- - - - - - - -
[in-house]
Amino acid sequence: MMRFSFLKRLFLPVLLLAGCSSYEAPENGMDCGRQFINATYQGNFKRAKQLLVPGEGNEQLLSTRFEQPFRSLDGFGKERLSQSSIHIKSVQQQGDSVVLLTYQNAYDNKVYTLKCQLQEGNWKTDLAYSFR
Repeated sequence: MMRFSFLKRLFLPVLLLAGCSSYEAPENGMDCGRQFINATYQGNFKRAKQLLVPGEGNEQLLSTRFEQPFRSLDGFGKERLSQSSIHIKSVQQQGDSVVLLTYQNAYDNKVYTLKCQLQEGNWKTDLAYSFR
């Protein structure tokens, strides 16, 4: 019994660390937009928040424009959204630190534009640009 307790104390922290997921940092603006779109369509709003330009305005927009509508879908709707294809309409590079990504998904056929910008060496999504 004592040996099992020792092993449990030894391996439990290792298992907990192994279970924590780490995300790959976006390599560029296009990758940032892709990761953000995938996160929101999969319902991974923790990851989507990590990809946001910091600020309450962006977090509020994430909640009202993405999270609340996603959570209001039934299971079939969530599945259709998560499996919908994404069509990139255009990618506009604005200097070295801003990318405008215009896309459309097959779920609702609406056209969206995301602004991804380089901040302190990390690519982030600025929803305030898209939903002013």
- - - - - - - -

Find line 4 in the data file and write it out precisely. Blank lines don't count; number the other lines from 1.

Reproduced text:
């Protein structure tokens, strides 16, 4: 019994660390937009928040424009959204630190534009640009 307790104390922290997921940092603006779109369509709003330009305005927009509508879908709707294809309409590079990504998904056929910008060496999504 004592040996099992020792092993449990030894391996439990290792298992907990192994279970924590780490995300790959976006390599560029296009990758940032892709990761953000995938996160929101999969319902991974923790990851989507990590990809946001910091600020309450962006977090509020994430909640009202993405999270609340996603959570209001039934299971079939969530599945259709998560499996919908994404069509990139255009990618506009604005200097070295801003990318405008215009896309459309097959779920609702609406056209969206995301602004991804380089901040302190990390690519982030600025929803305030898209939903002013």